Communities across the country have used the Center for Neighborhood Technology's (CNT) Housing + Transportation (H+T)® Affordability Index to more fully grasp and act on the relationship between development patterns, transportation behavior and household transportation costs.
This training and discussion explored how to effectively use the H+T Affordability Index for performance measures and in support of regional transportation planning under MAP-21. The training was held Sept. 30 in New Orleans, LA, by the Center for Planning Excellence and the Louisiana Public Health Institute and made available via webinar.
The two main goals of this session:
To demonstrate how H+T Affordability data and metrics may be used in the development of performance measures for regional transportation plans; and
To explore how MPOs and state DOTs might make effective use of H+T data and metrics for walkability, transit access, employment…
Low-income workers face multiple barriers to advancement
Moving to Work examines the critical role of transit - as well as development clustered around transit (TOD) - in linking low-income communities with career-ladder opportunities
Reconnecting America with Urban Habitat and support from the Great Communities Collaborative today released the findings and recommendations from a year and a half long project: Moving to Work in the Bay Area, a study of the barriers that low-income workers in the Bay Area face to accessing economic opportunity.
The study found that while low-income workers in the Bay Area face multiple barriers to career advancement, the economic and workforce development fields often overlook a key barrier for low-income workers: transit access. In turn, transit advocates often overlook the importance of job creation and training to building a stronger Bay Area economy as well as…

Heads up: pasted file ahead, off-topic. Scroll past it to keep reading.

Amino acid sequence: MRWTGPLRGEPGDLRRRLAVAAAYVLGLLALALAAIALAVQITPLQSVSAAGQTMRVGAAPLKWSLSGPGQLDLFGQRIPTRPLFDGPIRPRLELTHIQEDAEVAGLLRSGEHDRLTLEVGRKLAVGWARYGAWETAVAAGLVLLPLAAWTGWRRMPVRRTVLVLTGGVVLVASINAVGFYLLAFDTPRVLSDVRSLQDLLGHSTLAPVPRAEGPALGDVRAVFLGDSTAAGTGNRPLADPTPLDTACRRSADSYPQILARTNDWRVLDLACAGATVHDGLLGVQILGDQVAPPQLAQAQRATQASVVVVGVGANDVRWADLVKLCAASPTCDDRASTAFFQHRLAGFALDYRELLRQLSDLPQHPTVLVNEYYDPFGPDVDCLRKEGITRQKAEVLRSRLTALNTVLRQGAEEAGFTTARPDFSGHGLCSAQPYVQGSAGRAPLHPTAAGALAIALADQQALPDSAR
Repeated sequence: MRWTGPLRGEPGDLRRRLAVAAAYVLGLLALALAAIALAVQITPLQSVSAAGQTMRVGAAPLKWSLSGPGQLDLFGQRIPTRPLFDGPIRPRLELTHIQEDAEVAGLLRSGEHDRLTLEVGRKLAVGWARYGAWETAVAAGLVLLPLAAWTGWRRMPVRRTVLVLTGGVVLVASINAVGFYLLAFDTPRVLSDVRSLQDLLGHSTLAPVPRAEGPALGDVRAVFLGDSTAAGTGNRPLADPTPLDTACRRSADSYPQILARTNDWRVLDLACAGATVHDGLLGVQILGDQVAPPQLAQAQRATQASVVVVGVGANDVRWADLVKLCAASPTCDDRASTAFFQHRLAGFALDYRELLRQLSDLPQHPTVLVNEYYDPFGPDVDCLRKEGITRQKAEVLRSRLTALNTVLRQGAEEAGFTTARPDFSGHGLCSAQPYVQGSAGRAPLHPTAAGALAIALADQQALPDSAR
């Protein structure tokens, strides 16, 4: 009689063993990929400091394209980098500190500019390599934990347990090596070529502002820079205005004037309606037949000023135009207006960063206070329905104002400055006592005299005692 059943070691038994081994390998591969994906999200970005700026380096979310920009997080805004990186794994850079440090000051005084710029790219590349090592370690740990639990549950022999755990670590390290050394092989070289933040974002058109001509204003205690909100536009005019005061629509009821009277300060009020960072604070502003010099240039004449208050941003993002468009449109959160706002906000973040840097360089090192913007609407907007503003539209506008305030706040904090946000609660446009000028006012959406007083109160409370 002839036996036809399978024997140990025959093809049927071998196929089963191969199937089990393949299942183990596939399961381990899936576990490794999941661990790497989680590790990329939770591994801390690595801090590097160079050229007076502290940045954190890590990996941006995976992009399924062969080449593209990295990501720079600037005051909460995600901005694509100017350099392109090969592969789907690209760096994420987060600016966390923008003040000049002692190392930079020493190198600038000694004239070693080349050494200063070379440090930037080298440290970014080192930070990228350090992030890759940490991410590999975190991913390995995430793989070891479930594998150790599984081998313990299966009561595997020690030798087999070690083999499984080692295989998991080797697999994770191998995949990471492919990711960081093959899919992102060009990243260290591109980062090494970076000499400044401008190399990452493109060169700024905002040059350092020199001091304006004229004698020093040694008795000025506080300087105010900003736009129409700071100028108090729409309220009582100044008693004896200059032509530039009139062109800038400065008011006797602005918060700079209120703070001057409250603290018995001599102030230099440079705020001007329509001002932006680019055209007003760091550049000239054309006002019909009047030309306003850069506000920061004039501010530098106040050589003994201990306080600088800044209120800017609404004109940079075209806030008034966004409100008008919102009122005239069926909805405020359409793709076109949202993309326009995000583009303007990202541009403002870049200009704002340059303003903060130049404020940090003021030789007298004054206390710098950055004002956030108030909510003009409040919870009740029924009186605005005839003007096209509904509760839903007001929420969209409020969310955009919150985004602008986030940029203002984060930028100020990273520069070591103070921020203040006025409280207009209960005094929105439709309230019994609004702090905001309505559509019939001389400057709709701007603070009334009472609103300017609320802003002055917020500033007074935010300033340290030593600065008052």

This video is from the August 14 webinar.
Metropolitan Planning Organizations (MPOs) are critical sustainability partners and play an important role in planning and programming federal and state transportation funds. Current federal surface transportation legislation, referred to as MAP-21, includes several provisions that allow regions to advance sustainability projects such as transit-oriented development (TOD), bicycling and pedestrian trails, joint development, placemaking, and complete street policies, among other investments. This webinar explores provisions within federal transportation funding that regions can use now to begin implementing their sustainability plans. The mysteries behind acronyms such as CMAQ, STPP, TIP and TAP are revealed, including how these can each be used to support sustainability investments. Examples of MPOs utilizing the authority and flexibility within were shared, together with examples of how state and local funding are also being tapped to…
The Sound Transit resolution establishing a system access policy for infrastructure and improvements to facilitate customer access to transit services has been added to the Resource Center best practices.
Editor's Note: Ultimately what is new about transportation in the 21st century, in cities as well as in suburbs, is more bicycles, a better network of sidewalks, better maps and cell phone apps that make taking transit easier, and other low-cost alternatives to driving that are easy and convenient and more conducive to improved public health. In this week's excerpt from Are We There Yet? we conclude the Moving chapter with a discussion of the increasing presence of bicycles in cities plus sidebar discussions on transit outside big cities and serving rural America.
Visit the Are We There Yet? home
The result of all this advocacy and all these improvements is that more people are walking and biking. Nationally, the percentage of commuters who walk or bike has increased by 10 percent since 2000. These commuters still represent a small share — just 3 percent — of all commuters. But some regions, especially those that…
Transit-Oriented Development (TOD) has been embraced around the country as a means to achieve sustainability goals, including reduced auto dependency and traffic congestion, as well as improved economic competitiveness. However, the process of actually implementing TOD varies based on a variety of physical, economic, and market conditions.